"I'm a good mother."

"I never doubted it."

She sat back down, then clasped her hands tightly together and refrained from wiping away her tears, as if she didn't want to smear her mascara.

Carver reached across the table and gently touched the tense hands, trying to soothe her. "Take it easy. Things can always be made to improve."

She pulled her folded hands out from beneath his touch. "Sometimes they can never be made right again. Telling yourself otherwise is only naive and self-deceptive."

"If you love this Enrico, maybe he's your answer."

She shook her head. "I'd like to think so, but I'm not sure. I do love him, even though we haven't known each other long. But that only adds to the agony. I'm afraid I'm as much a traditionalist as my husband, Mr. Carver. The love I have for Enrico comes with a load of guilt. I mean, my God, I'm a married mother! I took my marriage vows seriously, even if Mark didn't, and now I'm the one who broke those vows."

"Marriage vows don't give a husband the right to mistreat or neglect a wife, Donna. And believe me, you're being too rough on yourself. You're not the first woman to have an extramarital affair. And you wouldn't be the first to have a good reason for one." He gave her what he hoped was a reassuring smile. "My former wife had good reason."

She looked at him curiously. "Did you mistreat her?"

"Not intentionally, but I backed her to the wall all the same, and the strain on our marriage made her look to another man for what she needed. After a while, I quit blaming her." He wasn't being completely honest, but he figured now was the time for a benign lie.

Calmer now, the moistness in her eyes almost back to normal, Donna got off a shaky smile and said, "Maybe you're right."

"I know I'm right."

She clutched her straw purse and stood up again. She seemed calmer. "Do you know where Riley's Clam Shop is?"

"Uh-huh. Driven past it. It's that place on Vista that looks like it's built out of driftwood."

She nodded. "Enrico and I meet there often."

"Meet him there tonight as planned, then," Carver said. "Don't look around for me. Don't even think about me."

She gave him a glance from beneath the bangs, a shy smile. "What Beth said about you is right."

"Oh? What would that be?"

"That you're a good man but it doesn't stick out all over you."

Carver said, "Until recently, Beth led the kind of life that didn't put her in contact with many good men."

Still smiling, Donna chewed her lower lip for a few seconds, then said, "Thanks, Mr. Carver," and turned and strode from the restaurant. The same men who'd stared at her when she entered watched her leave. A few women watched her, too, with what looked like curiosity. Maybe she was clouding up to cry again. Or barely suppressing a scream. She was a woman very near to an emotional explosion, Carver thought, and at times it showed.

After she'd gone, the waiter arrived with fresh drinks. Carver sat sipping his and watching the ice melt in hers.

About ten minutes had passed when he heard the shriek of rubber on concrete and a crash that shook the building.


In the corner of his vision Carver saw several gulls, wings flashing white against the darkening sky, take flight toward the open ocean. There was a hush, then a burst of activity and voices from the lounge, near the restaurant's entrance. The diners at the tables near the windows looking out on the highway had parted curtains and were straining to see something to the north. Carver got his cane from where it was propped on the chair next to his and levered himself to his feet. He could see people from the lounge streaming out the door now, and he followed after them.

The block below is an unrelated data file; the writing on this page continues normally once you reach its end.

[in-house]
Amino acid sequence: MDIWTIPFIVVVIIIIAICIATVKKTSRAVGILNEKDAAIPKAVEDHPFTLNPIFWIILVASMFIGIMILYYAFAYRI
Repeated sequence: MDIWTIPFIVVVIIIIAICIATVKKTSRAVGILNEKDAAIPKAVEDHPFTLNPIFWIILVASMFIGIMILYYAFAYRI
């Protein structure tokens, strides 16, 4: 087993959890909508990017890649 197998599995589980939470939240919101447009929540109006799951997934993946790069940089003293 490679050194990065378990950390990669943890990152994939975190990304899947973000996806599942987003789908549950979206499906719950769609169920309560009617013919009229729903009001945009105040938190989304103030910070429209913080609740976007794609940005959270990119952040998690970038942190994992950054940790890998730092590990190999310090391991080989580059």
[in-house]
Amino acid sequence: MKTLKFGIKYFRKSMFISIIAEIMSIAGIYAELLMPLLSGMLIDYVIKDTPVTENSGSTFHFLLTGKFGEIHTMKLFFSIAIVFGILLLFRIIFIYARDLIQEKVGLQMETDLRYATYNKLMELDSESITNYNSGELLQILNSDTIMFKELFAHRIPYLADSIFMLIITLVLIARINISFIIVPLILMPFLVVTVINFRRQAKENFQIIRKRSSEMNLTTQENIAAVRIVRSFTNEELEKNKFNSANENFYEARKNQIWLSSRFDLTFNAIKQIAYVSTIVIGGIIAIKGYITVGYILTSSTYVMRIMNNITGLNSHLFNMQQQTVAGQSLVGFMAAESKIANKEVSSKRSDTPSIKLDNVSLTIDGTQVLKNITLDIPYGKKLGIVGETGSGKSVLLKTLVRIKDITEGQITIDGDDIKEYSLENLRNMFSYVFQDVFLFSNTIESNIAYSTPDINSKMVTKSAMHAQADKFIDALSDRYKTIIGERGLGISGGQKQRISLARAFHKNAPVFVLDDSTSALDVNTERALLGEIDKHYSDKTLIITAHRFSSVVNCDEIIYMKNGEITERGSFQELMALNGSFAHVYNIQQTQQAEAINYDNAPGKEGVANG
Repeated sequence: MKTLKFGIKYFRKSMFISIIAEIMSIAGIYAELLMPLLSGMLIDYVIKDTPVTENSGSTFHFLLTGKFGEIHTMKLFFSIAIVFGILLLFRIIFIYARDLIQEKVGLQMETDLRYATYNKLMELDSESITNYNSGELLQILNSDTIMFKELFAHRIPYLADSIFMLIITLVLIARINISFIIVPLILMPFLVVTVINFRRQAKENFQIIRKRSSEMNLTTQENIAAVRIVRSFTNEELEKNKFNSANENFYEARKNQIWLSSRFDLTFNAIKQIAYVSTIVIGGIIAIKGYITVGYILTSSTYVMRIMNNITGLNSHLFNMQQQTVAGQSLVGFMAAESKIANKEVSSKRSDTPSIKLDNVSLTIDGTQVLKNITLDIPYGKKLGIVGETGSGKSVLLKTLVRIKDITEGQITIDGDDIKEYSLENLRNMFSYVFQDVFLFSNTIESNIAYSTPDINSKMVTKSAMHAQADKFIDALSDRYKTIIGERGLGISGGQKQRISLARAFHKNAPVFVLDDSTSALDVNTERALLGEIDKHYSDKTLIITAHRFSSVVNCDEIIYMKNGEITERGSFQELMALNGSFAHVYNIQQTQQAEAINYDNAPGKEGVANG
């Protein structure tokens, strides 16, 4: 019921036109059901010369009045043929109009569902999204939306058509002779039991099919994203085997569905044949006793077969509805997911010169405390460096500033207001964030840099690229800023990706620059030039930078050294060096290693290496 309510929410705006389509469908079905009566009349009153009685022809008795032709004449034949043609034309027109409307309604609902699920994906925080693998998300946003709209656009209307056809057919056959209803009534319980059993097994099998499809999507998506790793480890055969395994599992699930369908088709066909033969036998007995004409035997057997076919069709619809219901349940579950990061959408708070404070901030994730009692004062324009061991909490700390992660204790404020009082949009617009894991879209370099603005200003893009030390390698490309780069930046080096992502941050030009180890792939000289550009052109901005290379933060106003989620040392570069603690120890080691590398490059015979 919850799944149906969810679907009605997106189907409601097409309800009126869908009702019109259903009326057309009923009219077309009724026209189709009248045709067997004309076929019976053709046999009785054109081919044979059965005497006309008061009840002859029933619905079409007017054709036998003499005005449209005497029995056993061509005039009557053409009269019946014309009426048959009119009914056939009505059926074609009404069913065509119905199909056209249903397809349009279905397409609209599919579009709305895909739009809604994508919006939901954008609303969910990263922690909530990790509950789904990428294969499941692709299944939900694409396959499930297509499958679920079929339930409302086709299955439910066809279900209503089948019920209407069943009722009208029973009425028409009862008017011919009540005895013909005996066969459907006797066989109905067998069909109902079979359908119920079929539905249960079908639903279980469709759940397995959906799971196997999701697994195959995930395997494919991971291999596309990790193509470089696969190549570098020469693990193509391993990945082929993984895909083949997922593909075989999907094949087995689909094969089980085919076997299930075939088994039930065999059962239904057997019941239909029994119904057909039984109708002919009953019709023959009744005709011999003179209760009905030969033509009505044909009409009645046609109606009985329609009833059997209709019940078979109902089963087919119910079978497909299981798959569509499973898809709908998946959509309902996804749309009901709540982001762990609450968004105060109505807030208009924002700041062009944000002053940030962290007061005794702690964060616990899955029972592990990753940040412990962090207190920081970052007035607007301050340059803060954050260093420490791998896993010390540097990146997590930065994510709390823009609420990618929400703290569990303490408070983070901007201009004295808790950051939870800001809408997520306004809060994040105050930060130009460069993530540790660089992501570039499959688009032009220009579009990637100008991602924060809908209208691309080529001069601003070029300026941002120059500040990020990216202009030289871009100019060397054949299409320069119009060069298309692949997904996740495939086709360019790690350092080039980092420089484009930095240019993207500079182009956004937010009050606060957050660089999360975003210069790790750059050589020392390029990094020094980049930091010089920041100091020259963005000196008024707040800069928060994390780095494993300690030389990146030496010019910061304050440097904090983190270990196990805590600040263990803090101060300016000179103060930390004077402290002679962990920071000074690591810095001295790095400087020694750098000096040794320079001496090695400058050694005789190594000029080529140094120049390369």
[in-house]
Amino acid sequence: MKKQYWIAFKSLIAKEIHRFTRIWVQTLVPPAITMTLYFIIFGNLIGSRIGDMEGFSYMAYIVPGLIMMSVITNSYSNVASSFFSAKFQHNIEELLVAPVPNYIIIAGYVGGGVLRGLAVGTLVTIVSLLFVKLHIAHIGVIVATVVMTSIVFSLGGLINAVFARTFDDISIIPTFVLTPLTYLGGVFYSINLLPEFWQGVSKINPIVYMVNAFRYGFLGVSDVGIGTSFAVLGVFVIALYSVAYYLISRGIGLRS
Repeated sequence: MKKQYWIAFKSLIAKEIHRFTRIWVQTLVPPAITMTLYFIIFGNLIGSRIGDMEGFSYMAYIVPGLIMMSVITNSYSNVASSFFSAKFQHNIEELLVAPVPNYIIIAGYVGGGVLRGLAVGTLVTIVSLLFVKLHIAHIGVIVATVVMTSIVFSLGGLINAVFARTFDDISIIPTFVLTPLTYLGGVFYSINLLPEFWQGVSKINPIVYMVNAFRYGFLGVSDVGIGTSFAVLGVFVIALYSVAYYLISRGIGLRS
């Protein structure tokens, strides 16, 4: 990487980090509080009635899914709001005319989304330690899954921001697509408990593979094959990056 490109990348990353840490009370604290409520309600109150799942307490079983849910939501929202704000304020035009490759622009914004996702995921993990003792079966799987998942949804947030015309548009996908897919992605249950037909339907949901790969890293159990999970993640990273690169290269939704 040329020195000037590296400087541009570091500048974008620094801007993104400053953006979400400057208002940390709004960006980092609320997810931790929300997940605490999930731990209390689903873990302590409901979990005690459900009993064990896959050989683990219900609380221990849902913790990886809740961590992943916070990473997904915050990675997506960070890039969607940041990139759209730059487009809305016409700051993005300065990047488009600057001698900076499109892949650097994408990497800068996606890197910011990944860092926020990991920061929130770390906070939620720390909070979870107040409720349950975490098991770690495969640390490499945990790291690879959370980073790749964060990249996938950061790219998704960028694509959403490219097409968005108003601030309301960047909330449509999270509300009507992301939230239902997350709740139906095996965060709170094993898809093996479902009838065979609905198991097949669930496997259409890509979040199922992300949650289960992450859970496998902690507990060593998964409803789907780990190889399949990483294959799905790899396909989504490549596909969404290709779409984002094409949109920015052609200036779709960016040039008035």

There was still plenty of light left in the evening. And heat. He felt the hot gravel of the parking lot sear into the thin soles of his moccasins as he made his way toward the highway along with most of the people who'd been in the restaurant. Two men nearby were wearing white uniforms and tall white chef's caps. Someone tripped over Carver's cane, sending its tip dragging through the gravel, mumbled an apology and then hurried on ahead.

On the broad highway, near the mouth of the lot's driveway, dual strips of burned rubber blackened the concrete. Carver saw that they ran about a hundred yards along the highway, then, beyond the restaurant, veered across the yellow line and the adjacent lane.

In the tall grass beyond the shoulder, several hundred feet past the restaurant, a tractor-trailer lay on its side like a wounded dinosaur. It was obvious that the driver had slammed on the brakes and then skidded until the truck had hit the soft gravel shoulder. Probably it had jackknifed before overturning. The out-of-square trailer's doors had sprung open, spilling wooden crates of oranges onto the highway. Oranges dotted the foliage near the truck, and hundreds of them had rolled onto the highway.

Distant sirens were warbling in the humid air, and miles down the straight, flat highway vehicles were pulled to the side and red and blue lights flashed. Carver moved to the front of the gaping crowd from the restaurant. He could see the tractor now, a shiny blue Kenworth, lying on its side at a sharp angle to the trailer, its wheels and underside exposed in a way oddly obscene. A husky man in Levi's and a faded red tee shirt was seated nearby in the grass, a stunned expression on his bearded face. Half dozen people were clustered around him. He didn't seem to be aware of them, or to be seriously hurt.

There was another knot of people just to the right of the driveway, none of them speaking. Carver set the tip of his cane on firm concrete and limped over to see what they were staring at.

Something in him knew even before he saw the woman sprawled on the gravel shoulder. Dread jogged his memory and he glanced toward the parking lot to see again a barely noticed gray LeBaron convertible with its door hanging open, a straw purse visible on the front seat.

"... thought I saw her earlier in the restaurant," a woman's quavering voice said as Carver found an opening in the crowd and pushed his way to where he'd have a clear view.

He'd seen the woman earlier in the restaurant, too.


Excerpted from Torch by John Lutz. Copyright © 1994 John Lutz. Excerpted by permission of OPEN ROAD INTEGRATED MEDIA.
All rights reserved. No part of this excerpt may be reproduced or reprinted without permission in writing from the publisher.
Excerpts are provided by Dial-A-Book Inc. solely for the personal use of visitors to this web site.